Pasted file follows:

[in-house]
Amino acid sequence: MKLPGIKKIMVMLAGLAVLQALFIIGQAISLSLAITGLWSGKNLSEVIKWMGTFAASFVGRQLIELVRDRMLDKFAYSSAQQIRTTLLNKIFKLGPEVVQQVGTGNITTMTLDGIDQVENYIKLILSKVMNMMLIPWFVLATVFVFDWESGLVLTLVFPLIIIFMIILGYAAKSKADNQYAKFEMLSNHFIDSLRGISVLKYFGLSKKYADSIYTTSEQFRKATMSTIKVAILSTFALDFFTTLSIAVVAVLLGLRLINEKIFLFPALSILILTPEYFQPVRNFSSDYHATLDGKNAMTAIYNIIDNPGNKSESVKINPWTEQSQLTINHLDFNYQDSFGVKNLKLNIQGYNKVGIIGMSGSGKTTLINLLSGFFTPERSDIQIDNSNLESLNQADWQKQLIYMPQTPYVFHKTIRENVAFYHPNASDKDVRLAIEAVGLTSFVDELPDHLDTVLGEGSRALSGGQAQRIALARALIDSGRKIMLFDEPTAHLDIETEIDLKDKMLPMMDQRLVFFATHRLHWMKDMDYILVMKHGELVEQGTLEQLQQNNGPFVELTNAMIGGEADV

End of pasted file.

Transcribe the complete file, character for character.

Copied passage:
[in-house]
Amino acid sequence: MKLPGIKKIMVMLAGLAVLQALFIIGQAISLSLAITGLWSGKNLSEVIKWMGTFAASFVGRQLIELVRDRMLDKFAYSSAQQIRTTLLNKIFKLGPEVVQQVGTGNITTMTLDGIDQVENYIKLILSKVMNMMLIPWFVLATVFVFDWESGLVLTLVFPLIIIFMIILGYAAKSKADNQYAKFEMLSNHFIDSLRGISVLKYFGLSKKYADSIYTTSEQFRKATMSTIKVAILSTFALDFFTTLSIAVVAVLLGLRLINEKIFLFPALSILILTPEYFQPVRNFSSDYHATLDGKNAMTAIYNIIDNPGNKSESVKINPWTEQSQLTINHLDFNYQDSFGVKNLKLNIQGYNKVGIIGMSGSGKTTLINLLSGFFTPERSDIQIDNSNLESLNQADWQKQLIYMPQTPYVFHKTIRENVAFYHPNASDKDVRLAIEAVGLTSFVDELPDHLDTVLGEGSRALSGGQAQRIALARALIDSGRKIMLFDEPTAHLDIETEIDLKDKMLPMMDQRLVFFATHRLHWMKDMDYILVMKHGELVEQGTLEQLQQNNGPFVELTNAMIGGEADV